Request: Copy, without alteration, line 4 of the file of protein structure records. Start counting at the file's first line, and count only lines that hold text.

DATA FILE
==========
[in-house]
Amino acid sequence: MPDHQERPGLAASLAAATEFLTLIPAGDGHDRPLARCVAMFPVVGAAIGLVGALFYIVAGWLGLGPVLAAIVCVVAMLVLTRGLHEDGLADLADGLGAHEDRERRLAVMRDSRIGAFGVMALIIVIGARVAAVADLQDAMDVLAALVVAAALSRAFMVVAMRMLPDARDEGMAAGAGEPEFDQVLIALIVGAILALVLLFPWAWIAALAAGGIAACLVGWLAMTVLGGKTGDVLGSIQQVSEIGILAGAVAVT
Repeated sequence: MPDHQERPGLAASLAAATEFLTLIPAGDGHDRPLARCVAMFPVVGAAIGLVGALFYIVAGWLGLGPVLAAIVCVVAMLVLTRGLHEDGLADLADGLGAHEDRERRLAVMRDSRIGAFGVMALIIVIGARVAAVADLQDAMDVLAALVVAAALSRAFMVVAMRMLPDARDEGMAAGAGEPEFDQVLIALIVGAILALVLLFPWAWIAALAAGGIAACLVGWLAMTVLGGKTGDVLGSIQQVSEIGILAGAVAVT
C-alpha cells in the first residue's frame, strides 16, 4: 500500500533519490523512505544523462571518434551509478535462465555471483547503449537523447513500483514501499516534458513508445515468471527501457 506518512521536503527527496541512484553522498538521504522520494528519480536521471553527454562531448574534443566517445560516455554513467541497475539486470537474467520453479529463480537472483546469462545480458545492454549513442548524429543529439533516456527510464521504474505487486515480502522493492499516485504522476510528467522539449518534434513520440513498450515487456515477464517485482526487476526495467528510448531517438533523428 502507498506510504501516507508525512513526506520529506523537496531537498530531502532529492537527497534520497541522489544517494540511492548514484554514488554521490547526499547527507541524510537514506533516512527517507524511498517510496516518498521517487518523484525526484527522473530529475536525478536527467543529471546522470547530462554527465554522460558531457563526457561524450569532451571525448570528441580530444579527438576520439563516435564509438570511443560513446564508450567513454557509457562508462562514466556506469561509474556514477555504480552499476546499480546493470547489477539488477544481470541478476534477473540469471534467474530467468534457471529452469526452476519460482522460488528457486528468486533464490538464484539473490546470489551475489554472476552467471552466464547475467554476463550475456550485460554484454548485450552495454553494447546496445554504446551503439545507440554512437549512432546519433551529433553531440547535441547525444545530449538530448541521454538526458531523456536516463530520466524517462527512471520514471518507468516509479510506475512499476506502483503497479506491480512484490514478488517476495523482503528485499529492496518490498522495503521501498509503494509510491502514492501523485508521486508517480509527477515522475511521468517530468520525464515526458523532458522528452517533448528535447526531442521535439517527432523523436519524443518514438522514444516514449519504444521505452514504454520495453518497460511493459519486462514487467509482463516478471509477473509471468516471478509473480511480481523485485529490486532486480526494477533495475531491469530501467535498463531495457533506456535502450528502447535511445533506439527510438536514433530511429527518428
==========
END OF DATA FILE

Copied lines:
C-alpha cells in the first residue's frame, strides 16, 4: 500500500533519490523512505544523462571518434551509478535462465555471483547503449537523447513500483514501499516534458513508445515468471527501457 506518512521536503527527496541512484553522498538521504522520494528519480536521471553527454562531448574534443566517445560516455554513467541497475539486470537474467520453479529463480537472483546469462545480458545492454549513442548524429543529439533516456527510464521504474505487486515480502522493492499516485504522476510528467522539449518534434513520440513498450515487456515477464517485482526487476526495467528510448531517438533523428 502507498506510504501516507508525512513526506520529506523537496531537498530531502532529492537527497534520497541522489544517494540511492548514484554514488554521490547526499547527507541524510537514506533516512527517507524511498517510496516518498521517487518523484525526484527522473530529475536525478536527467543529471546522470547530462554527465554522460558531457563526457561524450569532451571525448570528441580530444579527438576520439563516435564509438570511443560513446564508450567513454557509457562508462562514466556506469561509474556514477555504480552499476546499480546493470547489477539488477544481470541478476534477473540469471534467474530467468534457471529452469526452476519460482522460488528457486528468486533464490538464484539473490546470489551475489554472476552467471552466464547475467554476463550475456550485460554484454548485450552495454553494447546496445554504446551503439545507440554512437549512432546519433551529433553531440547535441547525444545530449538530448541521454538526458531523456536516463530520466524517462527512471520514471518507468516509479510506475512499476506502483503497479506491480512484490514478488517476495523482503528485499529492496518490498522495503521501498509503494509510491502514492501523485508521486508517480509527477515522475511521468517530468520525464515526458523532458522528452517533448528535447526531442521535439517527432523523436519524443518514438522514444516514449519504444521505452514504454520495453518497460511493459519486462514487467509482463516478471509477473509471468516471478509473480511480481523485485529490486532486480526494477533495475531491469530501467535498463531495457533506456535502450528502447535511445533506439527510438536514433530511429527518428